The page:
- Unified Extensible Firmware Interface (UEFI) is the system that replaced the old BIOS.
- Basically, UEFI is activated when you press the power button on your computer and is the intermediary between the installed hardware and the code executed to load the operating system.
- The UEFI can be modified by commands external, what causes this to be one of his main weaknesses.
you May not have ever heard the word UEFI and you know what that is on your computer, but what is certain is that it is becoming this year in the new target of cybercriminals to attack with malware your computer, according to reports from websites such as We Live Security, PC World or Computer Today.
Unified Extensible Firmware Interface (UEFI) is the system that replaced the old BIOS. The great problem of the security holes within the UEFI BIOS is that they allow the access to the basic component that manages the hardware of your computer and, this way, to install malware, which can be very complicated to remove, to the point of having to reprogram the UEFI.
Your computer, like many other computing devices, operate by executing code known as firmware: instructions that we know as the software and make the hardware (your PC or a smartphone, for example) to perform a function. The work of UEFI in your computer is the firmware installed in a flash memory chip on the motherboard of a computer that makes intermediary between the hardware installed and the code executed to load the operating system. This code can include a ‘post’ (power-on self-test) to make sure that things work correctly.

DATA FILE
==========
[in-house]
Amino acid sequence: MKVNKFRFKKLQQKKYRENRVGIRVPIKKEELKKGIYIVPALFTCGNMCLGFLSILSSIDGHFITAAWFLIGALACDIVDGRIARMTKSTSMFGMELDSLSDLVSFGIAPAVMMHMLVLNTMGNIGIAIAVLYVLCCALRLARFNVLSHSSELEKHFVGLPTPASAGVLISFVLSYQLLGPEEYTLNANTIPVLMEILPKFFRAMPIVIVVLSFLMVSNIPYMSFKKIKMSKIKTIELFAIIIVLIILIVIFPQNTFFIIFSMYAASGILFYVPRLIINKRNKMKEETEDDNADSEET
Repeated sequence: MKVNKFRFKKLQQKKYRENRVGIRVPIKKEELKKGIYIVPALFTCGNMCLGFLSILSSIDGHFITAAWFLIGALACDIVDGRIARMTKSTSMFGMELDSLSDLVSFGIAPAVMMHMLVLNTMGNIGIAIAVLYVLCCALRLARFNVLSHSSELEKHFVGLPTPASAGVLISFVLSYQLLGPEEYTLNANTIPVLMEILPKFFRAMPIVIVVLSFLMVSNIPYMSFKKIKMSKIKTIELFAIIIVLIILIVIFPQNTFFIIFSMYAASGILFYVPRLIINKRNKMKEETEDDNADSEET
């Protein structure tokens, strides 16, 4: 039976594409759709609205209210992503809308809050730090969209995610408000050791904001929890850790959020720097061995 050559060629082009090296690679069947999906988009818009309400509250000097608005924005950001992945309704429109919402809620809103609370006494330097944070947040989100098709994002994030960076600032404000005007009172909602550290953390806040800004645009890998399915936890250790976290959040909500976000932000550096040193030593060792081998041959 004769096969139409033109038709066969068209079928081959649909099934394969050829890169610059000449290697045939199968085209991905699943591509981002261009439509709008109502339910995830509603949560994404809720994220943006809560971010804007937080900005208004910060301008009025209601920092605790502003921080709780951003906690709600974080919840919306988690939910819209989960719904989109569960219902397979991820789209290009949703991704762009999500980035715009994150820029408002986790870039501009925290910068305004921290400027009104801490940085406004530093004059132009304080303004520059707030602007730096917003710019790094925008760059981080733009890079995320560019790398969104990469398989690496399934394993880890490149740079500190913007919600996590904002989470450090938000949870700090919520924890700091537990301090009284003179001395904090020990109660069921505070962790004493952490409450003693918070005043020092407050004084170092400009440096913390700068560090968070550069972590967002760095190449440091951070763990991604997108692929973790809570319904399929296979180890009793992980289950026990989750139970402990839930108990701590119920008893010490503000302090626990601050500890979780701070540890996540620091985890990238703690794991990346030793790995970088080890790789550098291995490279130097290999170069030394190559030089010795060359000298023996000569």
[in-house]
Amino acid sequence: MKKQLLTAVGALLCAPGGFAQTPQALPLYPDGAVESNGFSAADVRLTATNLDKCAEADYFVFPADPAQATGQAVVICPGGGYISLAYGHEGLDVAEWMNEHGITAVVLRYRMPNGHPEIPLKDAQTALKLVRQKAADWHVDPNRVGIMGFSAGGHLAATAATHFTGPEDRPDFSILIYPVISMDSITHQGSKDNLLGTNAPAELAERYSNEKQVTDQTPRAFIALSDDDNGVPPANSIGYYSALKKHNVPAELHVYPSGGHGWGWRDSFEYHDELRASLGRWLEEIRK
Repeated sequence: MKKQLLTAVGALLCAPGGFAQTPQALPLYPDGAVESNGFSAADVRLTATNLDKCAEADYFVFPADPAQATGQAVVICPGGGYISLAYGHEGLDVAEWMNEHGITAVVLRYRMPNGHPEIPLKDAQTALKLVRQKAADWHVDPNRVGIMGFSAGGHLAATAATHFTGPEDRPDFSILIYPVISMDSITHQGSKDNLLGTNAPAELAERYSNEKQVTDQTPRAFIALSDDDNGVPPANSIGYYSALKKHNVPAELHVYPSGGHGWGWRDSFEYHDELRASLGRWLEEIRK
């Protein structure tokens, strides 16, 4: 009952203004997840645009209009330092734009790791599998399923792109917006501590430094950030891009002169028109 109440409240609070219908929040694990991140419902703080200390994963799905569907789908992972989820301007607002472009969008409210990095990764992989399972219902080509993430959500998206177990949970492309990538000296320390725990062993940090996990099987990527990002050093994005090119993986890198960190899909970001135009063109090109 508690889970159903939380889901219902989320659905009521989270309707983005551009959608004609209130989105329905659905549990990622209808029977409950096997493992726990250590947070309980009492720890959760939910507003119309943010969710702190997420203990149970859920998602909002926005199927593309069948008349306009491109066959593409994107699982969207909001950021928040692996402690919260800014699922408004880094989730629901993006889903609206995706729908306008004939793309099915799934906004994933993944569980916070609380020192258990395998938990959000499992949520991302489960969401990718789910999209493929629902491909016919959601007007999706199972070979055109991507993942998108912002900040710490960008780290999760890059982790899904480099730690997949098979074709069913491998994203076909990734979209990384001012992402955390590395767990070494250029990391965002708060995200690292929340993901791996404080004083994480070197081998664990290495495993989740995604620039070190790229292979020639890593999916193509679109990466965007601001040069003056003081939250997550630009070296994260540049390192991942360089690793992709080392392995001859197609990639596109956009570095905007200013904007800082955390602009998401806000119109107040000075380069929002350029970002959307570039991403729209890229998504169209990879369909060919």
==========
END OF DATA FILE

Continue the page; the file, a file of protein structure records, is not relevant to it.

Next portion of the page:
Basically, the UEFI is activated when you press the power button on your computer and at that time checks the hardware that you have on the motherboard and its operation, and then look for the boot loader (that contains the information about the location of the operating system and the instructions to start it). The firmware that forms the UEFI you can modify with orders external, what causes this to be one of your major weaknesses.
Despite the fact that the updates of the UEFI have been brought components that give them greater security, such as Secure Boot or ELAM (Early Launch Anti Malware), it is also true that some threats have been detected in recent times, as is the case of the malware Bootkit. This has the ability to modify the parameters of UEFI and load malware, ransomware or keylogers in a computer to infect it, or even prevent, that turn, according to details from the Computer Today. Since We Live Security recommend that you perform a scan of UEFI through a security solution, taking into account that the Bootkit can be used by cybercriminals, but also by national agencies and foreign, as the NSA and CIA, and private companies that sell ‘tools of surveillance’ governments.
November 19, 2017
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